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How Do I Say That? The Art and Science of Naming Drugs

by Tori Marsh on March 30, 2017 at 12:19 pm

Working with prescription drugs every day, I constantly find myself pausing over their obscure names that are oftentimes impossible to pronounce. Xeljanz? Idarucizumab? Tecfidera? How did these crazy names come to be, and who can we blame? I was interested, so I went down the rabbit hole…

Drugs have (at least) three names.

Right when a drug is developed, the naming process begins, starting with the chemical name.

  • Chemical name: This is usually the first name a drug is given and is the most complex! This name usually describes the atomic or molecular structure of the drug. For example, the chemical name for Sudafed is dl-threo-2-(methylamino)-1-phenylpropan-1-ol. Don’t worry, I can’t pronounce it either.
  • Generic name: This is also referred to as the non-proprietary name. On GoodRx we often show the generic in parenthesis after the brand name; for example, Motrin (ibuprofen). Generic names are assigned by the World Health Organization and the United States Adopted Names council (USAN), and are usually a shorthand version of the drug’s structure or mechanism of action (how it works). Generic/nonproprietary names were created to eliminate the use of the chemical names in the clinical setting. For instance, ibuprofen’s clinical name is (RS)-2-(4-(2-methylpropyl)phenyl)propanoic acid. I would much rather talk to my doctor about taking ibuprofen, than trying to pronounce that. Wouldn’t you? Yeah, I thought so. So although the generic name can sometimes be confusing, just remember, it could be way worse.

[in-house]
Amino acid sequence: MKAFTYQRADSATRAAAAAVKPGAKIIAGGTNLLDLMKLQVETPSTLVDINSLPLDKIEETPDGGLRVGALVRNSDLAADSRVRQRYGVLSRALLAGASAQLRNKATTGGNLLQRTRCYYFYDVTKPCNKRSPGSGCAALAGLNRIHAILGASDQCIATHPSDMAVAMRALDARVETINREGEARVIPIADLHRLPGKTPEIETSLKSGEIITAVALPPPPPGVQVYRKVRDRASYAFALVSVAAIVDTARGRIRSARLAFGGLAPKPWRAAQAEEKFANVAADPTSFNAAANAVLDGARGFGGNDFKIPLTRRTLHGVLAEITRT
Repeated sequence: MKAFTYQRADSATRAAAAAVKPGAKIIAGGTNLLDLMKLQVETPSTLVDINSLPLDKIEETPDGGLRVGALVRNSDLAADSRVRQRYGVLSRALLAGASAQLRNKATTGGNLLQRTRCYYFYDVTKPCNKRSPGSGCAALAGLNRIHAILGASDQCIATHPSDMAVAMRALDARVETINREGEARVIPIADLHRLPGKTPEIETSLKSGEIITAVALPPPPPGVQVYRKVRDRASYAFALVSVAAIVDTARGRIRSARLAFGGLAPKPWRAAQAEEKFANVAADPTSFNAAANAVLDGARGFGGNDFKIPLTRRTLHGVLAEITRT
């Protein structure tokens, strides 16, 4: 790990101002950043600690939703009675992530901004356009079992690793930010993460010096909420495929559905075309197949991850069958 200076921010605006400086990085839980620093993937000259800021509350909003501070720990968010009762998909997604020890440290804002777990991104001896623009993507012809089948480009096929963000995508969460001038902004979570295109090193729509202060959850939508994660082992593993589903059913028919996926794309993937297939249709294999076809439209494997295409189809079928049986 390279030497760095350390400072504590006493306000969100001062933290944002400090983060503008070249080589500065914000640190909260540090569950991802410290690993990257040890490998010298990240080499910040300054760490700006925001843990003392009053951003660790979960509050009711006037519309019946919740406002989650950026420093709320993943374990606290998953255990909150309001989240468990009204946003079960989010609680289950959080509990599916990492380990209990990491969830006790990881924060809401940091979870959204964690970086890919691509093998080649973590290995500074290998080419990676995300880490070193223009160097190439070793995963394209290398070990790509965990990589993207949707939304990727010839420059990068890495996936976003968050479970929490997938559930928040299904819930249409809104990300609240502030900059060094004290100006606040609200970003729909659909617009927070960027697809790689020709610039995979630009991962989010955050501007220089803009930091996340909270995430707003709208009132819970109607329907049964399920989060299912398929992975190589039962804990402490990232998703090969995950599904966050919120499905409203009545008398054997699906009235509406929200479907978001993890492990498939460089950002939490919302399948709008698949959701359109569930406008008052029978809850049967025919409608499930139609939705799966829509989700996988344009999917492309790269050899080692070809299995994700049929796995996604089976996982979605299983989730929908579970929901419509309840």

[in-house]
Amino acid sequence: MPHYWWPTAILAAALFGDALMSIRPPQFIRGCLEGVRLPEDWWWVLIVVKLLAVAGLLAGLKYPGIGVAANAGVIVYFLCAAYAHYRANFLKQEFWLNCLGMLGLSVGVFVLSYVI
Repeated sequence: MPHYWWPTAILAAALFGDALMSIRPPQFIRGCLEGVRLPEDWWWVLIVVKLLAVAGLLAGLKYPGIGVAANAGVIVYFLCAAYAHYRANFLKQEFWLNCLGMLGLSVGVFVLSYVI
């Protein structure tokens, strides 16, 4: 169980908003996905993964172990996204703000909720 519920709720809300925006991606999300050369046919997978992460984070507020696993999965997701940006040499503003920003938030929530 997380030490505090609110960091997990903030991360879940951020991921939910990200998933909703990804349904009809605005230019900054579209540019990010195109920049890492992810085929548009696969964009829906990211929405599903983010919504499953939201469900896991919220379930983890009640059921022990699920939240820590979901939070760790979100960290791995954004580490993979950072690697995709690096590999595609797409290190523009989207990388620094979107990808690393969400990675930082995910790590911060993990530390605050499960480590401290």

• Brand name: Also called the proprietary name, this is the name that is intended for you, the patient! The brand name is intended to suggest the drug’s function, and is ultimately approved by the FDA. However, like most things in the pharmaceutical world, coming up with the brand name is a long and arduous process.

The confusing world of branded drug names

A drug’s brand name is developed by the company manufacturing the drug. However, more often than not, drug manufacturers work with companies that specialize in naming drugs. As you might expect, gaining approval for the brand name is the most difficult step to clear in the naming process. Good brand names should work in every country, be easy for doctors to spell and remember, and shouldn’t cause any trademark disputes. 

Branded drug names should be unique

The FDA also requires that brand names be unique and distinct from others in every language. This is to prevent drug-mix ups by doctors and patients, and is usually the more time consuming step in the naming process. Manufactures often come up with as many as 3,000 potential names before they narrow it down to one.

This may seem like a silly guideline, but take Celebrex and Celexa for example. Yes, these two look different, but one bout of messy handwriting or mix up in pronunciation could cause your pharmacist to give you an antidepressant over your arthritis medication. In fact, drug mix-ups like this one are so dangerous that the Institute of Medicine has estimated that around 1.5 million people are injured or killed each year by prescription mix-ups, which can be caused by confusing naming. So, it is in your best interest that the naming process be this complex!

Creating a marketable name

In addition to creating names that adhere to the FDA’s guidelines, manufacturers also aim to create names that are marketable. Take Viagra for instance. It has become such a household name that it is even in the Oxford English Dictionary. Created by Pfizer, the goal was to name their drug for erectile dysfunction (ED) with a word that conjured images of its desirable effect, and they succeeded. Although there are many theories as to where the name Viagra came from, it sounds similar to words like “vigor” and “vitality,” adjectives that may convince those suffering from ED to give it a try.  Although most drug names can’t possibly become as household as Viagra, it is yet another factor that manufacturers must consider in the drug naming process.

What is the moral of the story from all of this? Don’t feel bad if you cant pronounce your medication. You’re not alone.

 

Reference:

Institute of Medicine. Medication Errors Injure 1.5 Million People and Cost Billions of Dollars Annually; Report Offers Comprehensive Strategies for reducing Drug-Related Mistakes. July 2006.

 


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